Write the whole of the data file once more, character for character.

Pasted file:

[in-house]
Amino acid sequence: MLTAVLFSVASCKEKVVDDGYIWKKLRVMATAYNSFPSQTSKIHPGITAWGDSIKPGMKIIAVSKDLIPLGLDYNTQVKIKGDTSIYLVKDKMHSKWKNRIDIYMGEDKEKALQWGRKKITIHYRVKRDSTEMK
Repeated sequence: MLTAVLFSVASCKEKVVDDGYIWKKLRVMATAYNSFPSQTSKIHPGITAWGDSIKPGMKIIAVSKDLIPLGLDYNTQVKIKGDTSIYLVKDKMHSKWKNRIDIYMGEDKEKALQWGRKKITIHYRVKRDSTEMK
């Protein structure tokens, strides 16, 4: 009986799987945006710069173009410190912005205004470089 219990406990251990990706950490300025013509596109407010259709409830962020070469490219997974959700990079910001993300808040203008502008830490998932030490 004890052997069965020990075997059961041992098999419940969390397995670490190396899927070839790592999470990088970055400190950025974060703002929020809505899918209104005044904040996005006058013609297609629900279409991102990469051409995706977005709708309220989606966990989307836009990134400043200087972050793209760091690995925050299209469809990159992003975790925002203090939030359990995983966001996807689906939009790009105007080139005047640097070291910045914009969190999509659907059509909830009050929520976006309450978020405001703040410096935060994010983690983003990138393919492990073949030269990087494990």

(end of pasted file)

[in-house]
Amino acid sequence: MLTAVLFSVASCKEKVVDDGYIWKKLRVMATAYNSFPSQTSKIHPGITAWGDSIKPGMKIIAVSKDLIPLGLDYNTQVKIKGDTSIYLVKDKMHSKWKNRIDIYMGEDKEKALQWGRKKITIHYRVKRDSTEMK
Repeated sequence: MLTAVLFSVASCKEKVVDDGYIWKKLRVMATAYNSFPSQTSKIHPGITAWGDSIKPGMKIIAVSKDLIPLGLDYNTQVKIKGDTSIYLVKDKMHSKWKNRIDIYMGEDKEKALQWGRKKITIHYRVKRDSTEMK
């Protein structure tokens, strides 16, 4: 009986799987945006710069173009410190912005205004470089 219990406990251990990706950490300025013509596109407010259709409830962020070469490219997974959700990079910001993300808040203008502008830490998932030490 004890052997069965020990075997059961041992098999419940969390397995670490190396899927070839790592999470990088970055400190950025974060703002929020809505899918209104005044904040996005006058013609297609629900279409991102990469051409995706977005709708309220989606966990989307836009990134400043200087972050793209760091690995925050299209469809990159992003975790925002203090939030359990995983966001996807689906939009790009105007080139005047640097070291910045914009969190999509659907059509909830009050929520976006309450978020405001703040410096935060994010983690983003990138393919492990073949030269990087494990």